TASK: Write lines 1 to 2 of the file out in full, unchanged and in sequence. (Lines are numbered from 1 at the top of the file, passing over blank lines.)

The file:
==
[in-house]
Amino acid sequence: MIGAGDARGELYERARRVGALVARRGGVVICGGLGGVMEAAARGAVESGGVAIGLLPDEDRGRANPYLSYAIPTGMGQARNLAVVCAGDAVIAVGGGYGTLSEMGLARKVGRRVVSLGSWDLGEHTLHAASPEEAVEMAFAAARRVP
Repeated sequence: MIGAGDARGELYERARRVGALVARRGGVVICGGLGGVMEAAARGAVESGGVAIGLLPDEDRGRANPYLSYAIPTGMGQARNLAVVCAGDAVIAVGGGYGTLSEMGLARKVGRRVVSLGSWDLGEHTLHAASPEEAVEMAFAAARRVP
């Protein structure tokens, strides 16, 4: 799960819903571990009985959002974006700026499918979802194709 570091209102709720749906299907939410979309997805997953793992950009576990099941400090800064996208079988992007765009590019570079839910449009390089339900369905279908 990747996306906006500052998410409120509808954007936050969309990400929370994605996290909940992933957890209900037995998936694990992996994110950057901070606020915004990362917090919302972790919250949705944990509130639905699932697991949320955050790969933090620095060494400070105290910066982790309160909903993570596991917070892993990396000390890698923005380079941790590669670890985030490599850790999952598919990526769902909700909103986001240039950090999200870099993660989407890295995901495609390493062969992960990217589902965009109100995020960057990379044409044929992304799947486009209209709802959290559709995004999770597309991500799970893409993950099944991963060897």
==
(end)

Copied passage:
[in-house]
Amino acid sequence: MIGAGDARGELYERARRVGALVARRGGVVICGGLGGVMEAAARGAVESGGVAIGLLPDEDRGRANPYLSYAIPTGMGQARNLAVVCAGDAVIAVGGGYGTLSEMGLARKVGRRVVSLGSWDLGEHTLHAASPEEAVEMAFAAARRVP